This course is designed for mainly first-year graduate students to help them understand the basic analytical tools of modern macroeconomics.
The first half of this course covers (i)the mathematical methods often used in macroeconomics (e.g., dynamic programming, optimal control theory, dynamical system), and (ii)the Ramsey–Cass–Koopmans model, which now gives us a benchmark for many areas of macroeconomic analysis. Then, in the second half, we extend this model to understand the mechanics of several important economic phenomena, including economic growth, business cycle, unemployment and so on.
The objective of this course is for students to become familiar with macroeconomics and to help them in their ability to read theoretical research papers in preparation for their own research.
dynamic general equilibrium model, Ramsey–Cass–Koopmans model, infinite-horizon optimization, dynamical system, steady state, competitive equilibrium path, endogenous growth model, productivity growth with knowledge spillovers, endogenous technological change by R&D, real business cycle models, calibration,
|✔ Specialist skills||✔ Intercultural skills||Communication skills||✔ Critical thinking skills||Practical and/or problem-solving skills|
I will give students homework assignments after we have finished each topic covered in this course.
|Course schedule||Required learning|
|Class 1||Guidance||Understand the purpose of studying macroeconomics.|
|Class 2||Mathematical Preliminary (1): Introduction to Infinite Horizon Optimization and Its Economic Implications||Understand the basics of infinite-horizon, discrete-time optimization problems, which are essential to study the graduate-level macroeconomics.|
|Class 3||(2): Introduction to Optimization in Continuous Time and Its Economic Implications||Understand the basics of infinite-horizon, continuous-time optimization problems, which are essential to study the graduate-level macroeconomics.|
|Class 4||Stylized Facts on Economic Growth and Business Cycles||Learn some important facts and data on economic growth and business cycles.|
|Class 5||Explanation of Basic Dynamic Macroeconomic Model (1): Setup of the Model||Understand the setup of the Ramsey–Cass–Koopmans model (RCK model), which gives a benchmark for dynamic macroeconomic analysis.|
|Class 6||(2): Characterization of Competitive Equilibrium Path||Derive the competitive equilibrium path of the RCK model.|
|Class 7||(3): On the Efficiency of Competitive Equilibrium Path||Discuss the efficiency of the competitive equilibrium path in the RCK model.|
|Class 8||Review of the first half of the course (classes 1-7) and midterm exam||Review of the first half of the course (classes 1–7) and midterm exam.|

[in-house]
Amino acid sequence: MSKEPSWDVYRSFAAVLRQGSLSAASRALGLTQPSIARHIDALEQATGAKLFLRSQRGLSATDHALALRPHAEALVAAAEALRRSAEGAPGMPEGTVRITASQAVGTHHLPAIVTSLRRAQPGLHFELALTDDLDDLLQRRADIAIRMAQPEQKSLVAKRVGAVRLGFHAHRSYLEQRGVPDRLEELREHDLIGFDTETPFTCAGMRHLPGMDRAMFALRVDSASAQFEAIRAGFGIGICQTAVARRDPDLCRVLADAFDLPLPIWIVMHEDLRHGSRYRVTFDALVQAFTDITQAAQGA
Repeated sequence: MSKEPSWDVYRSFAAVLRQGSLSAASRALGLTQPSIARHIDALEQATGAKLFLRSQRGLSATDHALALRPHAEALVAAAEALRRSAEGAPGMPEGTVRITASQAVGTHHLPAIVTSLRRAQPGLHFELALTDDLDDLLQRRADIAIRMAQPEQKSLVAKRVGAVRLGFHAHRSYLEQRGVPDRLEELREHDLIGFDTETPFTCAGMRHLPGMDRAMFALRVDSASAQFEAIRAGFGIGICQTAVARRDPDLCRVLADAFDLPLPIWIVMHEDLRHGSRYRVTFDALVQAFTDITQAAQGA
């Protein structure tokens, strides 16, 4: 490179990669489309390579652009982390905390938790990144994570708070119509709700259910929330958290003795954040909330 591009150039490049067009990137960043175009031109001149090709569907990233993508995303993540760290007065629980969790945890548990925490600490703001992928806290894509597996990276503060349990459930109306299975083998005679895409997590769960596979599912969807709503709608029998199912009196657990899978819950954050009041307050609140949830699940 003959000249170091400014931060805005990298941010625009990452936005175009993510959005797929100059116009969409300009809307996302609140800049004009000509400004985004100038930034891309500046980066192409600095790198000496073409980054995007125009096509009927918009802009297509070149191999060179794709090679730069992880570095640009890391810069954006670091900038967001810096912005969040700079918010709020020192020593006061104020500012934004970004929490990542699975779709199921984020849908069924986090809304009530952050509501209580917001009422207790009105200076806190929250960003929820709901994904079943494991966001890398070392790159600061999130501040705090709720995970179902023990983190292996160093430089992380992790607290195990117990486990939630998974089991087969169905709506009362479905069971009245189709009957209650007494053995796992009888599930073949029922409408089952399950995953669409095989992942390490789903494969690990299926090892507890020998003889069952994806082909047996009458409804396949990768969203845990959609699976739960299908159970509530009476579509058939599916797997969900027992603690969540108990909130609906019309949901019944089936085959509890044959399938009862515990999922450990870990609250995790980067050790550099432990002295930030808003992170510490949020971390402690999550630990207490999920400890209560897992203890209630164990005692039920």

|Class 9||A Macroeconomic Model of Productivity Growth with Knowledge Spillovers (1): Setup of the Model||Learn how to embed the knowledge spillovers to the RCK model.|
|Class 10||(2): Characterization of Equilibrium Path and Implications of Results for Real Economy||Derive the equilibrium path of the model, and learn implications for real economy.|
|Class 11||Explanation of Monopolistic Competition||Understand the properties of monopolistically competitive markets.|
|Class 12||A Macroeconomic Model of Technological Progress with Firms' R&D Activities (1): Setup of the Model||Learn how to embed the firms' R&D activities to the RCK model.|
|Class 13||(2): Characterization of Equilibrium Path and and Implications of Results for Real Economy||Derive the equilibrium path of the model, and learn implications for real economy.|
|Class 14||Brief Review of the Course||Review of the course.|
To enhance effective learning, students are encouraged to spend approximately 100 minutes preparing for class and another 100 minutes reviewing class content afterwards (including assignments) for each class.
They should do so by referring to textbooks and other course material.
There is no designated textbook. Handouts or slides used for each class will be available on the corresponding page of Tokyo Tech OCW-i by the day before the class.
(1) Acemoglu, D. (2009) Introduction to Modern Economic Growth, Princeton University Press.
(2) Adda, J. and R. Cooper (2003) Dynamic Economics, Cambridge, MIT Press.
(3) Barro, R. J. and X. Sala-i-Martin (2004) Economic Growth, Second Edition, Cambridge,MIT Press.
(4) Ljungqvist, L. and T. J. Sargent (2012) Recursive Macroeconomic Theory, Third Edition, Cambridge, MIT Press
The final grade is based on homework assignments.
Although there is no explicit prerequisite for this course, knowledge of micro- and macroeconomics at the undergraduate level and a basic understanding of nonlinear programming will be required.